A Brief History of Chinese Embroidery 3. Taking Form—the Spring and Autumn Period, the Warring States Period, the Qin and the Han Periods (770 BC–220 AD)

B Embroidery of Phoen

During the Spring and Autumn Period and the Warring States Period (770–221 BC), embroidery was brought about by single chain stitch needlework. The most representative was a batch of embroidery in the middle and late stage of the Warring States Period (475–221BC) that was unearthed from Chu State Tombs of Jiangling County, Hubei Province. Though buried underground for over 2,000 years, they still appear gorgeous with exquisite patterns and vivid styles. They are well preserved in big numbers featured by delicate and mature skills of embroidery. There are mostly over ten kinds of colors, i.e. brown, reddish brown, dark brown, eosin, vermilion, orange-red, golden yellow, earthen yellow, yellowish-green, dark green, blue, and grey, etc. Each pattern is combined with three to five kinds of colors that are mainly in warm hues in sharp contrast. Patterns are chiefly marked by dragons, phoenixes, tigers, and flowers. These different patterns look beautiful, neat, unrestrained, vivid, and regularly laid out with changes in symmetrical distribution and interaction in smoothness.

B Embroidery of Phoen
B Embroidery of Phoenix Patterns Warring States Period The most representative embroidery in ancient China was none other than chain stitch between the Warring States Period and the Han Dynasty. Despite its mono-needlework and unchanged craftsmanship, its needlework was neat and unrestrained, its patterns were spirited and regularly laid out with changes in symmetric distribution and interaction amidst smoothness. Such features can be found in many embroidered articles unearthed in the same period. Phoenix was regarded as a mythological bird in remote antiquity in China. Therefore, it was frequently seen on embroidered patterns at that time. Its flowing posture is varied, full of rhythm as well as miraculous and illusive appeal, revealing the appeal of aesthetics and the style of romanticism of the culture of the Chu state in the Warring States Period. For instance, the phoenix in this embroidered article is marked by a high crown, expansive wings, lowering head at one end of the wing, and slightly curved feet, seemingly flying in the air or coming back from the fairyland in romantic conception and gorgeous colors. The entire article was produced with chain stitch, meticulous, and proficient needlework without any trace of stiffness, showing superb embroidery needlework of folk artists more than 2,000 years ago.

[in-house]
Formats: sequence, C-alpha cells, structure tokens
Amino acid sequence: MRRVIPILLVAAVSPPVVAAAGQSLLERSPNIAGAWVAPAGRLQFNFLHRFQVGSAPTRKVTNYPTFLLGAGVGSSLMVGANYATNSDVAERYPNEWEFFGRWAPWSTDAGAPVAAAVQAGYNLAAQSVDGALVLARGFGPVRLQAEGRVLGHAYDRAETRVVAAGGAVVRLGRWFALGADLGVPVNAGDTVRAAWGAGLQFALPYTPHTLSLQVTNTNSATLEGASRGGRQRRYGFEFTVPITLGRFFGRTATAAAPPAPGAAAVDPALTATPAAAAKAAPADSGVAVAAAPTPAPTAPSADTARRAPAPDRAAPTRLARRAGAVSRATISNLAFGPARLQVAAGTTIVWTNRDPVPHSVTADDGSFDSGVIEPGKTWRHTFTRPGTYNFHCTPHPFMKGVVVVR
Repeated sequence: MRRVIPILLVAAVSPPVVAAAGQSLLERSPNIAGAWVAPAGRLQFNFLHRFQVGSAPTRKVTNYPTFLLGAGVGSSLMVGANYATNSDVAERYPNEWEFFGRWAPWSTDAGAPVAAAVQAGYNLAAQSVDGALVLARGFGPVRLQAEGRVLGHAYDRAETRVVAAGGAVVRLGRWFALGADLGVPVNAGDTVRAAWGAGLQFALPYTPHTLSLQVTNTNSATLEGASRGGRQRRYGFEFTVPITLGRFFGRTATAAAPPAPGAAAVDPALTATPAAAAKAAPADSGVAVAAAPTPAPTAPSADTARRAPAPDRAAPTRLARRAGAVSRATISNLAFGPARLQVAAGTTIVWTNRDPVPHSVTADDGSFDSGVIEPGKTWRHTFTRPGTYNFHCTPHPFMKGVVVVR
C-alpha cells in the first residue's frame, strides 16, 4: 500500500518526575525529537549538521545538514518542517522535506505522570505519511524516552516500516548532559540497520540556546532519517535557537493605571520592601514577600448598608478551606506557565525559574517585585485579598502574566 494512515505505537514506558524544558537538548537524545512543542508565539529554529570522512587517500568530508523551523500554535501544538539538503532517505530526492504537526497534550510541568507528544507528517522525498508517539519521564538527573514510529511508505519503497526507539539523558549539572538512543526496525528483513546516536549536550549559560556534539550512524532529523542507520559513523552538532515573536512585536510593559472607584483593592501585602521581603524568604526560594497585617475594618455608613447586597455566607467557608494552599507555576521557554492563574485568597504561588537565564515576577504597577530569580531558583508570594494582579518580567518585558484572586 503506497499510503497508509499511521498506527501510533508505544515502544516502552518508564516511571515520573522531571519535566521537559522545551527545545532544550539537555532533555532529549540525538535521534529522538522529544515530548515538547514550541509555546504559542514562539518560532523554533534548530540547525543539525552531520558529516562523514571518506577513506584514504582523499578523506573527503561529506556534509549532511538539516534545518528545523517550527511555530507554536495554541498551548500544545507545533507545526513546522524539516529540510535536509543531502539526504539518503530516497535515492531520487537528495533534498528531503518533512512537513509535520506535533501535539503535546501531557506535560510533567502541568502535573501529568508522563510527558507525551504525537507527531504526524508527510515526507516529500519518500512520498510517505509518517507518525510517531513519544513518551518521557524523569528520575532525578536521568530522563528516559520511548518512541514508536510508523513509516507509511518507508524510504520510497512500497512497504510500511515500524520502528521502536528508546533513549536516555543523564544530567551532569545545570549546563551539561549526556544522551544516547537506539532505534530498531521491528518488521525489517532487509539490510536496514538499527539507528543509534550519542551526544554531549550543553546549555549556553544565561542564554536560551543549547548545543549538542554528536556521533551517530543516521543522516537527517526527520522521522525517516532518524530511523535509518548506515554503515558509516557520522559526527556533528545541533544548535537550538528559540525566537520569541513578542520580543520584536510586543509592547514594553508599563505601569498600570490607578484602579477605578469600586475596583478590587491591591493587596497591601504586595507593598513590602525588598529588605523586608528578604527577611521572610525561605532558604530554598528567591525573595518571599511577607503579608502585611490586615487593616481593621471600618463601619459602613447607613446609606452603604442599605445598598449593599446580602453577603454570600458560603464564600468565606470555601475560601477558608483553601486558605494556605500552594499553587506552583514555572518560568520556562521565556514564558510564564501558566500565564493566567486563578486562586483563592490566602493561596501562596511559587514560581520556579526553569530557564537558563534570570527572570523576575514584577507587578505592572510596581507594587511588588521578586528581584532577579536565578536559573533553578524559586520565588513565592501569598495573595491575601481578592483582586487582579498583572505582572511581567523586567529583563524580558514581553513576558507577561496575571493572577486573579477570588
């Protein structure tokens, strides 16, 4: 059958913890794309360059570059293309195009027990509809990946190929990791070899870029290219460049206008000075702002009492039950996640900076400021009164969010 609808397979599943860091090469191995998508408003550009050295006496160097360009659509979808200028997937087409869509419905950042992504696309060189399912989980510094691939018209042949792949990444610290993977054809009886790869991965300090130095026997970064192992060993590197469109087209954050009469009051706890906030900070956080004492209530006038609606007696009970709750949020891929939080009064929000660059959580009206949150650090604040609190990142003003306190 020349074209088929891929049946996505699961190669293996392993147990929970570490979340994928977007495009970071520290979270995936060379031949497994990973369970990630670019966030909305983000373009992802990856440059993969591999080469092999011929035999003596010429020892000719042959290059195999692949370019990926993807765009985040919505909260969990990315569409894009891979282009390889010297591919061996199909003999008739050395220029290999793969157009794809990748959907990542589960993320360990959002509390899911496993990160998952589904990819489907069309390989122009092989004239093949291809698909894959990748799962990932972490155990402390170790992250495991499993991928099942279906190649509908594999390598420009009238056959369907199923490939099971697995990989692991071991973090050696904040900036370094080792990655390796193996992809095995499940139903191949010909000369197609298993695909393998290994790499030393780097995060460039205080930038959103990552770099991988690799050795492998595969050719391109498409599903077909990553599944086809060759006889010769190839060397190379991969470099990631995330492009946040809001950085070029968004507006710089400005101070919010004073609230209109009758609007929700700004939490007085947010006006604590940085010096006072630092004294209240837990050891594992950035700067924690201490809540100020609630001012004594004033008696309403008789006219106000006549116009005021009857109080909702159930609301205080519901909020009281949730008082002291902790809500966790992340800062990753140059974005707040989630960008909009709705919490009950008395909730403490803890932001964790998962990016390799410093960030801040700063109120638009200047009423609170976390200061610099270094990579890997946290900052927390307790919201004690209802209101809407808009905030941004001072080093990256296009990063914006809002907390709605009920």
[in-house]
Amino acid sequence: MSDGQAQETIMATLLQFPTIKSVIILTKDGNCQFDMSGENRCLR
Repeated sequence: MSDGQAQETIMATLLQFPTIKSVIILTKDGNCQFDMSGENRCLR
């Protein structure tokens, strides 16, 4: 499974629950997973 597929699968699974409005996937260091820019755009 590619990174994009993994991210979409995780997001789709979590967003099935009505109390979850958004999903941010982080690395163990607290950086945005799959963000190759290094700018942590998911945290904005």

The development of embroidery benefited from the unification of different states in China in the Qin Period and the Han Period (221 BC–220 AD) when the system of conferment was replaced by the system of centralism. Economic and cultural exchanges and integration became increasingly extensive. Social and agricultural production as well as handicraft production became increasingly prosperous. The textile industry developed rapidly, leading to the emergence of professional embroiderers. Apart from silk embroidery, embroidery on woolen products is also often seen among embroidered articles unearthed in north-west China. Motifs of embroidered patterns became richer. In addition to mature chain stitch, short running stitch, blanket stitch and bead work also began to appear. They were new embroidery technique used to try to combine patterns. The development of mineral dyestuff and application of plant dyestuff further expanded the color spectrum of threads for embroidery.


Embroidery is of practical use, but it is not only confined to the garment since it has begun to be associated with daily decorative articles, such as sachets, gloves, pillow-towels, needle-thread containers, parcels with lace trimmings, brocade robes, knee-pads, suspenders, face powder bags, mirror bags, vamps, ribbons, and embroidered trousers, etc. As an important turning point in the history of embroidery, it laid the foundation for the enhancement of the artistry of embroidery in the following generations. What deserves to be stressed is that representative patterns of embroidery appeared in the Qin Period and the Han Period, i.e. embroidery with swallow motif and embroidery with auspicious cloud motif. As terms of embroidery, the two patterns were seen in literature at that time, showing that the popularity and professionalism of embroidery were quite well-grounded.